Born in Cleveland in 1926, Nancy Spero is regarded as one of the most influential women artists of her generation. She studied at The School of the Art Institute in Chicago and the École des Beaux Arts in Paris before moving to Europe in the late 1950s. After spending five years in Paris, Spero returned with her husband, artist Leon Golub, and three young sons to New York in 1964, where she became highly involved with feminist movements that focused on the rights of female artists. From 1966 to 1970 she worked on her groundbreaking War Series, a collection of angry manifestos against the Vietnam War. Though it took decades for this important body of work to receive the critical acclaim it deserves, its content and imagery is as powerful today as ever, nailing the problems of current politics on its head. From October 23– December 6, 2003, a variety of works from War Series will be exhibited at Galerie Lelong, New York. The Brooklyn Rail’s Stephanie Buhmann met with Nancy Spero to discuss both the past and the present, as well as her experience as a woman artist.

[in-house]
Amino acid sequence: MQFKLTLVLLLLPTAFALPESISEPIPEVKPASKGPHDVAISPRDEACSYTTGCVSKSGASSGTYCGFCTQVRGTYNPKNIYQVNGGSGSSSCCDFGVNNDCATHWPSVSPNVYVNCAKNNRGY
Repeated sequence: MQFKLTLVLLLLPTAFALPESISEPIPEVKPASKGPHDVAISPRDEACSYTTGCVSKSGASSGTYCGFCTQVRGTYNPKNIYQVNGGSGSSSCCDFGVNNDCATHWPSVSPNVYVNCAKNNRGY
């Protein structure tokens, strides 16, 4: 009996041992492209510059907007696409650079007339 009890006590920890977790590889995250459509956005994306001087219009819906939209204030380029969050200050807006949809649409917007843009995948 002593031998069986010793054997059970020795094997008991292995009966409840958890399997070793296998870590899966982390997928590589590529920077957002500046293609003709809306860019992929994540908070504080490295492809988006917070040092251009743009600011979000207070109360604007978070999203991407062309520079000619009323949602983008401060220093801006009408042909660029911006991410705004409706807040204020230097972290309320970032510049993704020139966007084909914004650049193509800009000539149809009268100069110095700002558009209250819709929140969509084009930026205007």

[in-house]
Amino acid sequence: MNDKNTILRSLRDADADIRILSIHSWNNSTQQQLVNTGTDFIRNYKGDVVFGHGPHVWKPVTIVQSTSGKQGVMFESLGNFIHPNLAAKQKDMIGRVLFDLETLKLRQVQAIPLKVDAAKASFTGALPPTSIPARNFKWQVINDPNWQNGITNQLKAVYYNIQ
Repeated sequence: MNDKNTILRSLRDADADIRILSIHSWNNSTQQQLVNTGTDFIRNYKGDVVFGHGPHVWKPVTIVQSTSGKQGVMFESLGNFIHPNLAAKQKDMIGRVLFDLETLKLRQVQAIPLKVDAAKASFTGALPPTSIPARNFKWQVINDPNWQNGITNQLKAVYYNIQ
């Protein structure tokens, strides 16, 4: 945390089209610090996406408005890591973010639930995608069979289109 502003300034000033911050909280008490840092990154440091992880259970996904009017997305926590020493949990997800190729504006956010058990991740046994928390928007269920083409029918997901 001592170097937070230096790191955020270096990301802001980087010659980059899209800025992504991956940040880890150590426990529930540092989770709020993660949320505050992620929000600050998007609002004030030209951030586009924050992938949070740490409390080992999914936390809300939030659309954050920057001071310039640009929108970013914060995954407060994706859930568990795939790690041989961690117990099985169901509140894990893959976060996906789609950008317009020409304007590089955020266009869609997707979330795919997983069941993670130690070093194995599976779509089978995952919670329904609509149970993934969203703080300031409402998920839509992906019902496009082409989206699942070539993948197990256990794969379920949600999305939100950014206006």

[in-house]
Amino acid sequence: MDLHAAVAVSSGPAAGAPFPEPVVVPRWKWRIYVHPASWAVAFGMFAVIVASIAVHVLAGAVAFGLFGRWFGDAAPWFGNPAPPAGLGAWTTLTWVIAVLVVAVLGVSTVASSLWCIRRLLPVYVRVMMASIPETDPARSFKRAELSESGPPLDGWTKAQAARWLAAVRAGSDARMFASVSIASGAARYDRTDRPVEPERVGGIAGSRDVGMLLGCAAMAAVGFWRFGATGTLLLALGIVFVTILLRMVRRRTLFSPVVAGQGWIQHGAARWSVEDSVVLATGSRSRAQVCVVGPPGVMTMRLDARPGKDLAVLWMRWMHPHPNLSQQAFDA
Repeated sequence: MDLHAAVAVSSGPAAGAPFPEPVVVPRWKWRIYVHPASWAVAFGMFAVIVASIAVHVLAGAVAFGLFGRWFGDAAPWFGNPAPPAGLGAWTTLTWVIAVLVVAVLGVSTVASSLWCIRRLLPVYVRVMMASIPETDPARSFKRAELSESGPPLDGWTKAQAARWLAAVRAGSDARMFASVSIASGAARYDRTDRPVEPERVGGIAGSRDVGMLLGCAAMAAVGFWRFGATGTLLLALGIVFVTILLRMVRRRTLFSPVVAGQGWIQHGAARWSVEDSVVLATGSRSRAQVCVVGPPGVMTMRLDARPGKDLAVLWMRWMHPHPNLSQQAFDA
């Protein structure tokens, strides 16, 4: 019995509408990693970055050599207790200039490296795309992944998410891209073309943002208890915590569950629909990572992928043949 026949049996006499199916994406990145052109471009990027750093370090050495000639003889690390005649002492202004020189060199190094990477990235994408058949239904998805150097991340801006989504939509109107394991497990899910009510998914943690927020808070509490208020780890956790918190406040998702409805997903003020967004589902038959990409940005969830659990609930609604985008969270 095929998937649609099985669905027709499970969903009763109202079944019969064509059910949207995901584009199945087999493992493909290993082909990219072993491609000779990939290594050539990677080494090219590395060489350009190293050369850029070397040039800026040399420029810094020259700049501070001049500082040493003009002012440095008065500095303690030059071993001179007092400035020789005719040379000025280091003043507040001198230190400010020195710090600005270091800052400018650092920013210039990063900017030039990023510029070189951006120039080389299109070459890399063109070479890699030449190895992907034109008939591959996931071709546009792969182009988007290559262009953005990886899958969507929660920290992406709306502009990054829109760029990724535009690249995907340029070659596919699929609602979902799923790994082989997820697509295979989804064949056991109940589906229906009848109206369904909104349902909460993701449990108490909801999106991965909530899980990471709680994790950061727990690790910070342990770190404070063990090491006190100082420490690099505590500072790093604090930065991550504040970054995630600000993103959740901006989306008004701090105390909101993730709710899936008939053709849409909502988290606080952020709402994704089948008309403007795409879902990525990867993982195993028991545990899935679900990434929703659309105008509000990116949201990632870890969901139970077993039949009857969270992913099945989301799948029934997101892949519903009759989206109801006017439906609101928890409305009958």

Stephanie Buhmann (Rail): When reading about you or following your interviews, one hardly finds any information on the early years. Out of curiosity, did you have a sense of direction when you graduated from the School of the Art Institute in Chicago? Were there any female artists you admired or even considered role models?
Nancy Spero: At that time I didn’t really have any women role models. I wasn’t thinking about feminism. I went to art school because it was the only thing I was really interested in. For me, it was all about making art. It was the only thing that I really wanted to do and the only thing that I seemed to have some talent in. In those days, in Chicago, it wasn’t such a glamorous thing to be a visual artist.
Rail: Was your family supportive?
Spero: We were two girls, my younger sister and I. I always had the impression that my father didn’t care, because we were girls. But it was contradictory too, he wanted us to have a fine education and we were sent to top public schools. When I applied for the School of the Art Institute in Chicago, my father didn’t mind, but also did not show any support that I have a career in art. Anything that wouldn’t lead me too far from home seemed to be fine. My mother, as I recall, seemed to go along with my father.
Rail: So he considered art school as entertainment for women before getting married?
Spero: I think so, it wasn’t taken seriously. It would have mattered had I been a man.